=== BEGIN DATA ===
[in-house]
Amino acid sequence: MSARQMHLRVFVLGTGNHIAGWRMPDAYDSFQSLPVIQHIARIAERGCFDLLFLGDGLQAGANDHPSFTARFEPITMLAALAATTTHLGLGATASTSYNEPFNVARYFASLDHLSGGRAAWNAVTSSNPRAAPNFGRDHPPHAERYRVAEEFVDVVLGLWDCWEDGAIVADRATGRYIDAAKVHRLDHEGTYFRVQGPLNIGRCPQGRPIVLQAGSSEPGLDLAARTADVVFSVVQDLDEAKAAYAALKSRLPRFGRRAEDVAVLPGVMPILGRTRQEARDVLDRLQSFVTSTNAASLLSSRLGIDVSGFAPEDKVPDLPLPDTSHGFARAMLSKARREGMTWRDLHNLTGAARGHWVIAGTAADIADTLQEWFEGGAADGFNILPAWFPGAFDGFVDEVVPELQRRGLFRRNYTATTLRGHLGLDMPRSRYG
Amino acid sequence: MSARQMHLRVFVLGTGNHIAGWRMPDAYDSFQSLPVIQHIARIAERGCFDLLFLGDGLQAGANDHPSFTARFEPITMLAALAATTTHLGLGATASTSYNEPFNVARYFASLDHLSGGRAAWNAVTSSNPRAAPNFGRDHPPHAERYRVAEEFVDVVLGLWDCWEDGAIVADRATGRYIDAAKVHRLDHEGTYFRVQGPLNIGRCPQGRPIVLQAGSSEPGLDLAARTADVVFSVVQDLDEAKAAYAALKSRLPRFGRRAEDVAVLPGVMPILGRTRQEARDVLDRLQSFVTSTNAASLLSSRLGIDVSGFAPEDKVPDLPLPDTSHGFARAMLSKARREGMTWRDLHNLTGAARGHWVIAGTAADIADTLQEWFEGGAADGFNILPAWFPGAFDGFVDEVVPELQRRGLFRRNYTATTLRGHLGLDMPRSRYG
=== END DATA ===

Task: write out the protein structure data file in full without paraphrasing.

[in-house]
Amino acid sequence: MSARQMHLRVFVLGTGNHIAGWRMPDAYDSFQSLPVIQHIARIAERGCFDLLFLGDGLQAGANDHPSFTARFEPITMLAALAATTTHLGLGATASTSYNEPFNVARYFASLDHLSGGRAAWNAVTSSNPRAAPNFGRDHPPHAERYRVAEEFVDVVLGLWDCWEDGAIVADRATGRYIDAAKVHRLDHEGTYFRVQGPLNIGRCPQGRPIVLQAGSSEPGLDLAARTADVVFSVVQDLDEAKAAYAALKSRLPRFGRRAEDVAVLPGVMPILGRTRQEARDVLDRLQSFVTSTNAASLLSSRLGIDVSGFAPEDKVPDLPLPDTSHGFARAMLSKARREGMTWRDLHNLTGAARGHWVIAGTAADIADTLQEWFEGGAADGFNILPAWFPGAFDGFVDEVVPELQRRGLFRRNYTATTLRGHLGLDMPRSRYG
Amino acid sequence: MSARQMHLRVFVLGTGNHIAGWRMPDAYDSFQSLPVIQHIARIAERGCFDLLFLGDGLQAGANDHPSFTARFEPITMLAALAATTTHLGLGATASTSYNEPFNVARYFASLDHLSGGRAAWNAVTSSNPRAAPNFGRDHPPHAERYRVAEEFVDVVLGLWDCWEDGAIVADRATGRYIDAAKVHRLDHEGTYFRVQGPLNIGRCPQGRPIVLQAGSSEPGLDLAARTADVVFSVVQDLDEAKAAYAALKSRLPRFGRRAEDVAVLPGVMPILGRTRQEARDVLDRLQSFVTSTNAASLLSSRLGIDVSGFAPEDKVPDLPLPDTSHGFARAMLSKARREGMTWRDLHNLTGAARGHWVIAGTAADIADTLQEWFEGGAADGFNILPAWFPGAFDGFVDEVVPELQRRGLFRRNYTATTLRGHLGLDMPRSRYG